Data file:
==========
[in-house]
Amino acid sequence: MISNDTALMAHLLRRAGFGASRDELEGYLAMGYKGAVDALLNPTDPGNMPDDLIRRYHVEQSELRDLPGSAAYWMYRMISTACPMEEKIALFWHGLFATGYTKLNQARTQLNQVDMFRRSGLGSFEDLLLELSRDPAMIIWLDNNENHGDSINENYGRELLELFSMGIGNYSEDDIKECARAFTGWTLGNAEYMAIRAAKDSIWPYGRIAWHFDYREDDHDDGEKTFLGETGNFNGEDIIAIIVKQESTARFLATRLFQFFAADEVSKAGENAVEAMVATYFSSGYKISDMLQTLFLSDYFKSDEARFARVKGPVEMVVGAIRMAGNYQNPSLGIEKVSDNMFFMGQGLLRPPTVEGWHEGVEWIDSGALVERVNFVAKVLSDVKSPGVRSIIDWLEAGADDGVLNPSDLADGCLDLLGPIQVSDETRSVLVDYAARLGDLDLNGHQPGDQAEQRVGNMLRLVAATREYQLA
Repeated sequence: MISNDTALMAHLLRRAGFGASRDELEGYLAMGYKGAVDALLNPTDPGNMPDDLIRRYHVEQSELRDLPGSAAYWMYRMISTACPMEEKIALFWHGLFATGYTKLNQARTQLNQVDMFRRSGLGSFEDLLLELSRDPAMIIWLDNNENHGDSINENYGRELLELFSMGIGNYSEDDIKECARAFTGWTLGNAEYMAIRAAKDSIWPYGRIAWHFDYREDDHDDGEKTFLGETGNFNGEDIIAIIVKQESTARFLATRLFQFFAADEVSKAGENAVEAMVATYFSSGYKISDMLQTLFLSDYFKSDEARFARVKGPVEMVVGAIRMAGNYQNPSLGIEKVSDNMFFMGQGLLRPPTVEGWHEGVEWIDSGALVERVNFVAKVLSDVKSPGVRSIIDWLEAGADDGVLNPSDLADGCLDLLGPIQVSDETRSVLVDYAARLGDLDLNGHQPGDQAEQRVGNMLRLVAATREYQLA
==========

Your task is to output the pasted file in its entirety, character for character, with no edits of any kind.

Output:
[in-house]
Amino acid sequence: MISNDTALMAHLLRRAGFGASRDELEGYLAMGYKGAVDALLNPTDPGNMPDDLIRRYHVEQSELRDLPGSAAYWMYRMISTACPMEEKIALFWHGLFATGYTKLNQARTQLNQVDMFRRSGLGSFEDLLLELSRDPAMIIWLDNNENHGDSINENYGRELLELFSMGIGNYSEDDIKECARAFTGWTLGNAEYMAIRAAKDSIWPYGRIAWHFDYREDDHDDGEKTFLGETGNFNGEDIIAIIVKQESTARFLATRLFQFFAADEVSKAGENAVEAMVATYFSSGYKISDMLQTLFLSDYFKSDEARFARVKGPVEMVVGAIRMAGNYQNPSLGIEKVSDNMFFMGQGLLRPPTVEGWHEGVEWIDSGALVERVNFVAKVLSDVKSPGVRSIIDWLEAGADDGVLNPSDLADGCLDLLGPIQVSDETRSVLVDYAARLGDLDLNGHQPGDQAEQRVGNMLRLVAATREYQLA
Repeated sequence: MISNDTALMAHLLRRAGFGASRDELEGYLAMGYKGAVDALLNPTDPGNMPDDLIRRYHVEQSELRDLPGSAAYWMYRMISTACPMEEKIALFWHGLFATGYTKLNQARTQLNQVDMFRRSGLGSFEDLLLELSRDPAMIIWLDNNENHGDSINENYGRELLELFSMGIGNYSEDDIKECARAFTGWTLGNAEYMAIRAAKDSIWPYGRIAWHFDYREDDHDDGEKTFLGETGNFNGEDIIAIIVKQESTARFLATRLFQFFAADEVSKAGENAVEAMVATYFSSGYKISDMLQTLFLSDYFKSDEARFARVKGPVEMVVGAIRMAGNYQNPSLGIEKVSDNMFFMGQGLLRPPTVEGWHEGVEWIDSGALVERVNFVAKVLSDVKSPGVRSIIDWLEAGADDGVLNPSDLADGCLDLLGPIQVSDETRSVLVDYAARLGDLDLNGHQPGDQAEQRVGNMLRLVAATREYQLA